“NEHEN has taken the whole issue of how to move bits and bytes between payers and providers to a pretty efficient level,” says Heffernan. Whereas before NEHEN it might have cost $5 to process an insurance eligibility transaction by hand, such exchanges today can happen electronically for “pennies per transaction,” says Sira Cormier, project manager for NEHEN in Waltham, Mass. (The MGPO now processes 93% of its claims electronically, compared with 75% just two years ago, and a much smaller proportion before that.)

NEHEN is one of the first examples of a health data exchange network now commonly known as a regional health information organization, or RHIO. Since 2004, when President Bush established the Office of the National Coordinator for Health Information Technology, the federal government has awarded more than $139 million in grants and contracts to create RHIOs as electronic hubs linking hospitals, physicians, insurers, pharmacies and laboratories. The intention was to create a free flow of medical records and administrative data within a geographic region. According to a Harvard University study, the federal government, states and private organizations have launched more than 145 RHIOs in recent years. But most have struggled to establish themselves, and only 20 have achieved even modest success, notes the study. Problems include building trust among members, choosing information technology criteria and creating a sustainable business model that will keep the RHIO going after initial funding dries up.

“The problem is that once you’ve seen one RHIO, you’ve seen one RHIO,” says Dan Rode, vice president of the American Health Information Management Association. “There’s just no uniformity. For this to work, members must be willing to give up something.” RHIOs in California, Colorado, Indiana, New York and other states, for example, have all adopted different strategies, governance models and electronic architectures, and in contrast to NEHEN, they’ve focused mainly on exchanging clinical rather than administrative data. “With clinical data exchange, it’s much harder to determine immediately whether you’re reducing costs,” Cormier says. “We started with a common goal—reducing costs—and administrative transactions gave us an easy target that made business sense.”

Another imperative is to educate physicians about how much their supplies and equipment cost; otherwise, not knowing what the facility already has or which vendor may offer the best price, they may inadvertently inflate expenses, says Joe Lavelle, executive vice president of the Medical Center of Central Georgia in Macon. At the MCCG’s electrophysiology lab, which treats heart rhythm problems, supply costs had been higher than those of other hospitals handling similar patient volume and case severity for those procedures. But by sharing cost and utilization information with its electrophysiologists and cardiologists, the heart center has saved more than $1.7 million during the past year. The MCCG also implemented an ordering and management system that generates and processes physician requests electronically, allowing administrators to negotiate efficiently with suppliers. Now other cardiology services are following suit.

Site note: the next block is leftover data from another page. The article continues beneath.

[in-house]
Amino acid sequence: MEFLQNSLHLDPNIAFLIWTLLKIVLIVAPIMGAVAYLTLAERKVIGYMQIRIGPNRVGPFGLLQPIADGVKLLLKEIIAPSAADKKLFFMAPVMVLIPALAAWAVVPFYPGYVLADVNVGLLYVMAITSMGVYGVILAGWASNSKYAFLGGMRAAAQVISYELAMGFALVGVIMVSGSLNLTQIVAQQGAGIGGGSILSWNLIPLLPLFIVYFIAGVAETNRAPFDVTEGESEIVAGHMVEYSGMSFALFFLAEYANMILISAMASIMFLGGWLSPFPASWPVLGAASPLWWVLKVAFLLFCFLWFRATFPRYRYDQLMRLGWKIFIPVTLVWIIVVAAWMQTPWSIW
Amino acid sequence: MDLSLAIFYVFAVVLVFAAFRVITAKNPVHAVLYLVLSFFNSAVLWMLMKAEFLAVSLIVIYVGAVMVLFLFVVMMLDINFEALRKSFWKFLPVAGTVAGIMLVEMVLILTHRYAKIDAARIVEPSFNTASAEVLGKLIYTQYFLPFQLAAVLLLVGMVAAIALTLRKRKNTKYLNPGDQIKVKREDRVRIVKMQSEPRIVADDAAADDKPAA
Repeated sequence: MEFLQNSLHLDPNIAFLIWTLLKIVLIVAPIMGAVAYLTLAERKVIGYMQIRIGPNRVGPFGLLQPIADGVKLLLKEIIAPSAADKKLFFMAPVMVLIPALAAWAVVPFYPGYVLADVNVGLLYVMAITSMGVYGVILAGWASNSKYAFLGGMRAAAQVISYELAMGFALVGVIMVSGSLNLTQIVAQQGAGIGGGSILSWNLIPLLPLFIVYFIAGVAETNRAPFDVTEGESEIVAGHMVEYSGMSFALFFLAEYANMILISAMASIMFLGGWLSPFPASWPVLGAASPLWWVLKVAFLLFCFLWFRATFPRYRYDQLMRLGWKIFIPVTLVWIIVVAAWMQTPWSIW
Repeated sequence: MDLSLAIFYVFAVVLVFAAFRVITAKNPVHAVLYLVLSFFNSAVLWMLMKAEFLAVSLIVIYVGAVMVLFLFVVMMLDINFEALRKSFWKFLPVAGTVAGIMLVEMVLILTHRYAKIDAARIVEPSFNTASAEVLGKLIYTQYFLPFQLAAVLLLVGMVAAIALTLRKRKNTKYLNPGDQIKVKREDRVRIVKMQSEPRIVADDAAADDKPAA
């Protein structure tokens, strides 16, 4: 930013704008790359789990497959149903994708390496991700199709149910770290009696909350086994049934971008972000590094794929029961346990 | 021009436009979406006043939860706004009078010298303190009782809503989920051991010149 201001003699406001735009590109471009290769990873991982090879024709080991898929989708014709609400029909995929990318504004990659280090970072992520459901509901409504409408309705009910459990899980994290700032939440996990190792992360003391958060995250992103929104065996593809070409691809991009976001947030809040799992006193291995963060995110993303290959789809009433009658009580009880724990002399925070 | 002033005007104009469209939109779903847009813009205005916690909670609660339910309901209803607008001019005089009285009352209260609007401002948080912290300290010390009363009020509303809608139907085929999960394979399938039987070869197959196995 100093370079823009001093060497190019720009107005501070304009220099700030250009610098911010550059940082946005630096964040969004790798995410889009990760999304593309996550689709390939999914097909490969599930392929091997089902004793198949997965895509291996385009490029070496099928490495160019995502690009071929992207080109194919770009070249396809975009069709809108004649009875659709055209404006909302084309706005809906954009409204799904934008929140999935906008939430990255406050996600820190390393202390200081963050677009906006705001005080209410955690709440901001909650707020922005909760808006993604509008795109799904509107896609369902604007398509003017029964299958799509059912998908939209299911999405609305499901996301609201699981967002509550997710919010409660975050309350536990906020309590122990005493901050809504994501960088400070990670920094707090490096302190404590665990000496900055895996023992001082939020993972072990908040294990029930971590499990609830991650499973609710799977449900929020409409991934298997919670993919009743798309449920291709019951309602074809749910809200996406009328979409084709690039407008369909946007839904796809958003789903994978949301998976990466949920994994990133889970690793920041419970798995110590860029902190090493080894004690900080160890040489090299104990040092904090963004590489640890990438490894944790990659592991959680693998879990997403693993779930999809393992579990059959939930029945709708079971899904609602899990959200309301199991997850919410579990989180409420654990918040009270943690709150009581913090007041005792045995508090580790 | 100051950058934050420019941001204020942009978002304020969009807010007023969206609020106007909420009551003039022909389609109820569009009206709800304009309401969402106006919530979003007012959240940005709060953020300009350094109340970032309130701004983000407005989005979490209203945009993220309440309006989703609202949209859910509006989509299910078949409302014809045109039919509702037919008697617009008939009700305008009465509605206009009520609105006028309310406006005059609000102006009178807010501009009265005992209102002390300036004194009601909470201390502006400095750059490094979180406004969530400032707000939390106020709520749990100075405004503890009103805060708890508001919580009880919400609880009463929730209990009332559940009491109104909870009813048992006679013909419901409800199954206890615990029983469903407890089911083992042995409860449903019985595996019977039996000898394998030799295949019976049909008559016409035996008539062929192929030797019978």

Yet even such coordinated efforts may not be enough to overcome the tendency, within a large organization, of different departments to adopt their own systems, software and protocols. “You’ll go in and find a wide variety of equipment, and of types and versions of application software,” says Mel Van Howe, a principal at the Copperwood Group, a Novi, Mich., consulting firm.

Such disarray inevitably leads to inefficiency and higher costs. One solution, which some 10% of the nation’s hospitals have adopted, is to put their entire electronic infrastructure in the hands of an outside expert. For example, Princeton HealthCare System, a central New Jersey group that runs a 300-bed teaching hospital as well as psychiatric and long-term care facilities, is in the third year of a five-year IT outsourcing contract among whose goals is to implement a clinical information system across all of the group’s hospitals and other facilities. When the contract is successfully completed, electronic patient records will be available instantly throughout the system, improving patient care.